July 4th, 2012
Reblogged from Andy Andrews.
This morning, I am looking at a “letter to the editor” that I cut from our local newspaper. It’s been professionally framed and I’m deciding where in my office it should hang. As I sit at my desk, looking for the perfect spot, I am thinking about our upcoming holiday…
When I was growing up, the 4th of July wasn’t just an excuse for a long weekend. Do you remember? The 4th of July was one of the “big four” holidays and uniquely celebrated. Thanksgivings held lavish feasts. Christmas was for hot chocolate and a manger and we actually got to put a tree inside the house. Easter meant new shoes for church. New shoes that mama liked and I didn’t. But Independence Day was totally different. Firecrackers and homemade ice cream. Ribs on the grill. We spent long summer evenings at the lake or a swimming pool or even in our own backyard.
I noticed then that everything about “the Fourth” was more relaxed. Daddy cooked. Mama laughed with her friends, who walked around in baggy Bermuda shorts drinking lemonade out of that special pitcher that was “just for the adults” while we caught fireflies or hit sweet gum balls over the fence with a wiffle bat. Mae Mae and Granddaddy were always there. So were my other grandparents, Nana and Daddy Mac.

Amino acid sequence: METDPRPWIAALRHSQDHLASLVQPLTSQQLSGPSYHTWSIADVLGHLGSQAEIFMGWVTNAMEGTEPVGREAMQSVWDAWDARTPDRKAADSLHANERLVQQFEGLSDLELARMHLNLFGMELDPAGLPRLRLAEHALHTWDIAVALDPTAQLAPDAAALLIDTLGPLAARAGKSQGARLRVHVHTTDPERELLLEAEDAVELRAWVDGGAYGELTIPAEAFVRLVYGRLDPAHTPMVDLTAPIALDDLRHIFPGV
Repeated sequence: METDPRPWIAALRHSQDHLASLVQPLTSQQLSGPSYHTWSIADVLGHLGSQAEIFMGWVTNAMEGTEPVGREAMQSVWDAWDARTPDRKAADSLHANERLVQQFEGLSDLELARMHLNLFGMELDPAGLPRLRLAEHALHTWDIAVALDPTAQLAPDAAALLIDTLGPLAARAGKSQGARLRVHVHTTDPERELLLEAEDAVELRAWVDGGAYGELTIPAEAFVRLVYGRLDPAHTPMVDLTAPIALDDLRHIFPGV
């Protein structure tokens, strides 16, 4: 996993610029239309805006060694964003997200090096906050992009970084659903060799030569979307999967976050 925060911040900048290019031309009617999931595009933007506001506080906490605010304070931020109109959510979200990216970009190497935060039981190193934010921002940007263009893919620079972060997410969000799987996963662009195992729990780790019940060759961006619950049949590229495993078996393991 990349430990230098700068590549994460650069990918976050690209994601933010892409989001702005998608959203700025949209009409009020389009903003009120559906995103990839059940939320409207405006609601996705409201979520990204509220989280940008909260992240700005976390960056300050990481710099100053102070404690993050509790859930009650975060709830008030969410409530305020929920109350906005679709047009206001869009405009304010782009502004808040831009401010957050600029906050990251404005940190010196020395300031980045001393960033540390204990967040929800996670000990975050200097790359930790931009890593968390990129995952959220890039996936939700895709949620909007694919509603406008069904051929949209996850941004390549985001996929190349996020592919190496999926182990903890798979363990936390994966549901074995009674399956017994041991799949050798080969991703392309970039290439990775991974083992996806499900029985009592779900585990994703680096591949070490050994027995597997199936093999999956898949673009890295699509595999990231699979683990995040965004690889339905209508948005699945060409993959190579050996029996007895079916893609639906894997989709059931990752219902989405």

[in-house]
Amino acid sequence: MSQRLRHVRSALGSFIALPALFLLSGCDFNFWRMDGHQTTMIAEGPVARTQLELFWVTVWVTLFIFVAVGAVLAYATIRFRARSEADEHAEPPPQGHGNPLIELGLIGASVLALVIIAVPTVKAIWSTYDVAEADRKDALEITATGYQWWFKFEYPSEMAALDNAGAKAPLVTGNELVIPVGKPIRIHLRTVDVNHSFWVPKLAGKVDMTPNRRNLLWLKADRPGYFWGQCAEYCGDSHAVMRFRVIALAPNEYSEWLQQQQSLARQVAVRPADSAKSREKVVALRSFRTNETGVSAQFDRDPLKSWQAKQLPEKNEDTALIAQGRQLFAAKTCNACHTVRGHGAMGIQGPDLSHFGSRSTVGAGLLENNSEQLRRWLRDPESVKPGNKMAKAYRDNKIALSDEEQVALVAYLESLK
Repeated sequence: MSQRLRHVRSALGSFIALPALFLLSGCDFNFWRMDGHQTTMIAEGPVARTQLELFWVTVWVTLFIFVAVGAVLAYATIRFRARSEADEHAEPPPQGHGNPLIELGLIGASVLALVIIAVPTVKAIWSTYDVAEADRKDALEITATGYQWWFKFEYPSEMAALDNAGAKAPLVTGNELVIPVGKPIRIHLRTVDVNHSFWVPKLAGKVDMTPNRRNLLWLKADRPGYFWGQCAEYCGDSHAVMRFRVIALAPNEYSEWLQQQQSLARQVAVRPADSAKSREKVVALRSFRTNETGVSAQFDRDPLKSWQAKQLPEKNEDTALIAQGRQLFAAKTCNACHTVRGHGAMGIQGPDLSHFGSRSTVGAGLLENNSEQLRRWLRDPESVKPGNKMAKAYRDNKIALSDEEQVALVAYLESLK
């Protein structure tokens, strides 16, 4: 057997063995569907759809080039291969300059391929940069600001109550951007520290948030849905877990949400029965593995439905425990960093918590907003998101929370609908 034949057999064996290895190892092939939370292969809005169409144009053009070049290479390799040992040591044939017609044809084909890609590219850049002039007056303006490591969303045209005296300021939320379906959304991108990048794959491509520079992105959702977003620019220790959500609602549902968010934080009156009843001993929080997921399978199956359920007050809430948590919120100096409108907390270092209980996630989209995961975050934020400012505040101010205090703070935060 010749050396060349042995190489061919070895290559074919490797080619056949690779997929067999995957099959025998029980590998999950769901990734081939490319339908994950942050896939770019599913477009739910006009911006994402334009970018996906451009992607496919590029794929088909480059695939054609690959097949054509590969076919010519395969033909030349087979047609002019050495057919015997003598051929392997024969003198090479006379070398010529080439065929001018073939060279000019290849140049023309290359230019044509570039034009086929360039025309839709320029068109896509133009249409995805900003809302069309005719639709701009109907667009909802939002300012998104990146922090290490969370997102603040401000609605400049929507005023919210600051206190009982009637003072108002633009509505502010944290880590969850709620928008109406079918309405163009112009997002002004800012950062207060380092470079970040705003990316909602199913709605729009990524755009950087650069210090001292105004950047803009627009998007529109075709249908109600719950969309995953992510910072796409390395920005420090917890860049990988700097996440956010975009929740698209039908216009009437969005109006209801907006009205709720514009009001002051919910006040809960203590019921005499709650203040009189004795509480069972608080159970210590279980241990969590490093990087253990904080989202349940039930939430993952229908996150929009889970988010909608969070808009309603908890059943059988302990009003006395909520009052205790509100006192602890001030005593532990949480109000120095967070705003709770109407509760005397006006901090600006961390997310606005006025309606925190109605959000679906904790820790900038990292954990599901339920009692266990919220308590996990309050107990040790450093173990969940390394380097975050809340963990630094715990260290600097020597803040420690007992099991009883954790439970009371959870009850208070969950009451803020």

July 4th, 2012
Word of the Week: Interrogatio
Definition: A mode of inquiry in which questions yield results that are entirely new, giving rise to knowledge that cannot be derived by an inferential process from what was already known.
More about the term: Lorenzo Valla (1406-1457) developed the interrogative (interrogatio) rather than the problematic (quaestio) form of inquiry. This method was similar to the works of Stoic lawyers and educators like Cicero and Quintilian; that is, questioning witnesses, investigating documents and states of affairs without any prior conception of what the truth might be. Valla transitioned from not only using this method for historical knowledge but also applied it as “logic for scientific discovery.”
Valla’s logic for scientific discovery was the art of finding out things rather than merely the art of drawing distinctions and connecting them together. He called for an active inquiry (activa inquisitio). John Calvin (1509-1564) applied this method to the interpretation of Scripture and thus became the father of modern biblical exegesis and interpretation. Francis Bacon (1561-1626) applied it to the interpretation of the books of nature, as well as to the books of God, and became the father of modern empirical science.
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